Great Braciole Recipe?
- soypower Jan 12, 2010 12:33 PM
So my italian-american friend from brooklyn was regaling me with tales about the braciole her mom would make for her back home...I'd love to make some for her. Any great recipes out there?
Many markets have the thin slices of beef you need for rolling up. I make a bread stuffing with crushed croutons, a little minced onion, mixed Italian herbs, garlic, melted butter. S and P. Don't over fill. Place stuffing on each slice and roll, tieing in a couple of places with cooking string. Season the outside, dredge lightly in Wondra, brown in olive oil till nicely crusted. Then add your favorite Marinara sauce and simmer till tender. Good luck~
If you search recipes - you will find a zillion different versions.
My mom used to put chopped garlic, Pecorino, proscuitto, and chopped parsley...
I never liked moms too much because IMO it was too garlicky.... So later in life I took to
soaking bread in milk, squeezing out the excess, adding lots of pecorino, raisins, pine nuts, parlsey and chopped hard cooked egg. I line the meat with proscuitto and then add the stuffing....this is my favorite version so far!
Roll it up, fry it, add it to your gravy!
(Make sure to have other meats in your gravy as well for flavor! (no Sunday gravy would have JUST braciole in it!)
Funny you should ask. I was just over at my friend's on Saturday cooking braciole. In my part of the US, I don't think you can be an Italian-American in good standing without a kitchen in the basement where all the real cooking, like making braciole happens! In our case, the only standard with braciole is flank steak, pounded out thinly and then pan fried in a little oil after it's filled and tied. Then, it's dropped into the tomato sauce with the meatballs and sausage. The beauty is you can fill it with anything like Quill and Nelly. I think Quill has the idea with watching you don't overfill it or it will just deteriorate in the sauce.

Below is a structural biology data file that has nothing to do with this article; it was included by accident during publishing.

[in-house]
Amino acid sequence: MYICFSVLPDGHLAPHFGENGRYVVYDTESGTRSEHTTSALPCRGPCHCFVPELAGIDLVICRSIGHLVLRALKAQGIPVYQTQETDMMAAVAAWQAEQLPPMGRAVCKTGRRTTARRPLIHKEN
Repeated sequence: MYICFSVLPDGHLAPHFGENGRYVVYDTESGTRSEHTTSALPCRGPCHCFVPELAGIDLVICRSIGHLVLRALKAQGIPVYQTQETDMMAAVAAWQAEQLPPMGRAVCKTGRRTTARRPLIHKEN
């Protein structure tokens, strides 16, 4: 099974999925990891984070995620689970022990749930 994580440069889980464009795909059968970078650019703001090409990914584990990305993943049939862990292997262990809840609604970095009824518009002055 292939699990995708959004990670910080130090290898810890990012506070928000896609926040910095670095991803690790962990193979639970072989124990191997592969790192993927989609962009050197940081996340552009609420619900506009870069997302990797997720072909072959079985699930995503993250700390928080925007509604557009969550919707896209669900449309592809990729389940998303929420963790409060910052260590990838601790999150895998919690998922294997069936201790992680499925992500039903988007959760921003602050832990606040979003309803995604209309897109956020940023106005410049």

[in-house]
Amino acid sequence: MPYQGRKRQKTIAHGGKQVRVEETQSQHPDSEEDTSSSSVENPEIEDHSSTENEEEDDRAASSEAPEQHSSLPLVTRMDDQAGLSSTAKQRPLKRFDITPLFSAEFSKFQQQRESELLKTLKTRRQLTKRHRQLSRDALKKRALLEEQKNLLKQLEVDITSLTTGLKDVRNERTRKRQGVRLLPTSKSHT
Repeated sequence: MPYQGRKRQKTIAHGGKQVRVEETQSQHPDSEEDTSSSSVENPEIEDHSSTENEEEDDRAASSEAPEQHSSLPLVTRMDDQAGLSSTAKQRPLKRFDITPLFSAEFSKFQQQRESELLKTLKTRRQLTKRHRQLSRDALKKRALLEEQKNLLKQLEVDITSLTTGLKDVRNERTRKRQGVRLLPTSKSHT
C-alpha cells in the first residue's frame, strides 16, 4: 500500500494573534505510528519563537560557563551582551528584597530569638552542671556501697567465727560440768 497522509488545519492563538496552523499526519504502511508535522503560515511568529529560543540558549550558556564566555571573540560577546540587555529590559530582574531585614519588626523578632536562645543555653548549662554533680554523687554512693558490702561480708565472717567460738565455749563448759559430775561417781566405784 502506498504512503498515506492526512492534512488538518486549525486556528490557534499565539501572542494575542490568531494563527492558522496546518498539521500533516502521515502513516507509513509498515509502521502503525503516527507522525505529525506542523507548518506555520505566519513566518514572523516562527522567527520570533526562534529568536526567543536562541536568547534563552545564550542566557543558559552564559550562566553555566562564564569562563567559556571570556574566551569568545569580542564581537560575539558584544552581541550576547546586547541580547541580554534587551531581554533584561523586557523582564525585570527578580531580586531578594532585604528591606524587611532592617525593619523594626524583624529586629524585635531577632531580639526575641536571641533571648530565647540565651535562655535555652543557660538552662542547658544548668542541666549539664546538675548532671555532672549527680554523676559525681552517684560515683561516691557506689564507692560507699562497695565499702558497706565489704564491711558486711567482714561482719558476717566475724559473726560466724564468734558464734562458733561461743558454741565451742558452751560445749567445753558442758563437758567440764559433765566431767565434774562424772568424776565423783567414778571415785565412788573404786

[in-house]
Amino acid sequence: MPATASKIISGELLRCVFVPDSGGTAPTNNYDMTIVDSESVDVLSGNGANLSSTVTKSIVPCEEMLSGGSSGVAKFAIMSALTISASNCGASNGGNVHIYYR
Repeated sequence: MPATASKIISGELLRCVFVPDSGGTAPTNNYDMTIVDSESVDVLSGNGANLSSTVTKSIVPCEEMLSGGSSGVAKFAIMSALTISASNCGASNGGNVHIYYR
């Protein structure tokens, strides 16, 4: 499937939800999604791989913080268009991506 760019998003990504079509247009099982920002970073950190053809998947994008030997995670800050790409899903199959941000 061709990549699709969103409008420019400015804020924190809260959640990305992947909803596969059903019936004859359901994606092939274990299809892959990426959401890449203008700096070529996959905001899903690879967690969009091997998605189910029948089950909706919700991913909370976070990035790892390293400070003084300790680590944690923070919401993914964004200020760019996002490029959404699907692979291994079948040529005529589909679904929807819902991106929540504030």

I would agree too much garlic can overwhelm the Braciole.... I like to make my Pork Braciole with a stick of Imported Provolone and Parmigianno Regiano , Minced Garlic, Chopped Fresh Italian Parsley and Pignoli Nuts....
Two things my braciole never includes.....beef or raisins. ... always pork
I don't know about four, but I buy a pork loin, slice it fairly thickly, 3/4 inch or so and pound it out; it gives you a nice size cutlet to work with. I guess you could use shoulder cutlets or pork tenderloin as well.
I like to make a nice pesto with parsley, bread crumbs and pine nuts and use that as the stuffing, with aged Provolone and Pecorino. Roll, tie, season, brown and simmer in the gravy until tender.
I'm with four on the no raisins rule, and I used to do beef but pork is better.
Like NellyNel wrote, there's a zillion different versions. So the best one is the one you like.
B and C,
I prefer to use what's known as the sirloin roast, or meat from the shoulder butt or leg. I prefer the darker, more marbled meat over the leaner loin.
Generally, I also prefer to make larger rolls....3 inches in diameter and about 5 inches in length. The small ones are just a tease.
Just eat more of them!
3 x 5, that's a gigantic braciole!
It's not so easy to get shoulder or leg cutlets in my nab, Even at a decent pork store, the braciole is usually already prepared. My local (Latino) butcher doesn't carry cutlets, just pork for stew from the shoulder. I use what I can get.
Actually, cutting the loin a little thicker and pounding it out gives me a good size cutlet.
Can't say much about the more marbled meat over leaner loin, though, the leg or shoulder is probably better flavor.
I fill mine w/ fennel sausage, bread crumbs, sauteed onion and garlic, parsley and whatever else I think might go with it -
I make sauce (not traditional marinara or gravy) - saute onion, carrot, celery (fennel), garlic - add tomato paste and cook, add red wine and deglaze, add tomatoes - add meat and cook for a while over very low heat, when you take the meat out you can blend the sauce if you want, I like the smoother texture - it also emulsifies a little and becomes slight creamy.